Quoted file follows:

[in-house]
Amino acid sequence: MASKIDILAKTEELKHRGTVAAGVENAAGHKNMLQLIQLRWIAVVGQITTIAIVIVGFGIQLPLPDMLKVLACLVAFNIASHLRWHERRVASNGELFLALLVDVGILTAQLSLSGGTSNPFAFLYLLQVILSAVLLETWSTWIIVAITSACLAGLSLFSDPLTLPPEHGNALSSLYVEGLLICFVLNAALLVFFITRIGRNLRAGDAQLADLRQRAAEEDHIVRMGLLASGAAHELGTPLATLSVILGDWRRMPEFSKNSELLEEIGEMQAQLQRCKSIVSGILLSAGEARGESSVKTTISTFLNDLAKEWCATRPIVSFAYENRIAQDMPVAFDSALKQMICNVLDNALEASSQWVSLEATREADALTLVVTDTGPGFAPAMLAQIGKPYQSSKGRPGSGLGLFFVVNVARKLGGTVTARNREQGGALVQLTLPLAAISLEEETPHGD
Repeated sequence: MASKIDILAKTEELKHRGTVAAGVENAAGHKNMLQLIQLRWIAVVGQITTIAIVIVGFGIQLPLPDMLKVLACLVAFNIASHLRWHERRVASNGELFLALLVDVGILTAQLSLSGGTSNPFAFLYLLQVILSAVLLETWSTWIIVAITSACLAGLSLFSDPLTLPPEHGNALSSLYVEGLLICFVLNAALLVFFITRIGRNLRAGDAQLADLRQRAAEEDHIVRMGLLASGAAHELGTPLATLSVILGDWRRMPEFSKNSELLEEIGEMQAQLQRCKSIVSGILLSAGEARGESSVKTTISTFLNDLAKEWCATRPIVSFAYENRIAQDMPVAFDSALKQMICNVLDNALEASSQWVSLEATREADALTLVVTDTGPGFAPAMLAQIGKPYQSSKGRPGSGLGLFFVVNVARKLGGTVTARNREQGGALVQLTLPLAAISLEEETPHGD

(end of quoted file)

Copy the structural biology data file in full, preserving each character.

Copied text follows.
[in-house]
Amino acid sequence: MASKIDILAKTEELKHRGTVAAGVENAAGHKNMLQLIQLRWIAVVGQITTIAIVIVGFGIQLPLPDMLKVLACLVAFNIASHLRWHERRVASNGELFLALLVDVGILTAQLSLSGGTSNPFAFLYLLQVILSAVLLETWSTWIIVAITSACLAGLSLFSDPLTLPPEHGNALSSLYVEGLLICFVLNAALLVFFITRIGRNLRAGDAQLADLRQRAAEEDHIVRMGLLASGAAHELGTPLATLSVILGDWRRMPEFSKNSELLEEIGEMQAQLQRCKSIVSGILLSAGEARGESSVKTTISTFLNDLAKEWCATRPIVSFAYENRIAQDMPVAFDSALKQMICNVLDNALEASSQWVSLEATREADALTLVVTDTGPGFAPAMLAQIGKPYQSSKGRPGSGLGLFFVVNVARKLGGTVTARNREQGGALVQLTLPLAAISLEEETPHGD
Repeated sequence: MASKIDILAKTEELKHRGTVAAGVENAAGHKNMLQLIQLRWIAVVGQITTIAIVIVGFGIQLPLPDMLKVLACLVAFNIASHLRWHERRVASNGELFLALLVDVGILTAQLSLSGGTSNPFAFLYLLQVILSAVLLETWSTWIIVAITSACLAGLSLFSDPLTLPPEHGNALSSLYVEGLLICFVLNAALLVFFITRIGRNLRAGDAQLADLRQRAAEEDHIVRMGLLASGAAHELGTPLATLSVILGDWRRMPEFSKNSELLEEIGEMQAQLQRCKSIVSGILLSAGEARGESSVKTTISTFLNDLAKEWCATRPIVSFAYENRIAQDMPVAFDSALKQMICNVLDNALEASSQWVSLEATREADALTLVVTDTGPGFAPAMLAQIGKPYQSSKGRPGSGLGLFFVVNVARKLGGTVTARNREQGGALVQLTLPLAAISLEEETPHGD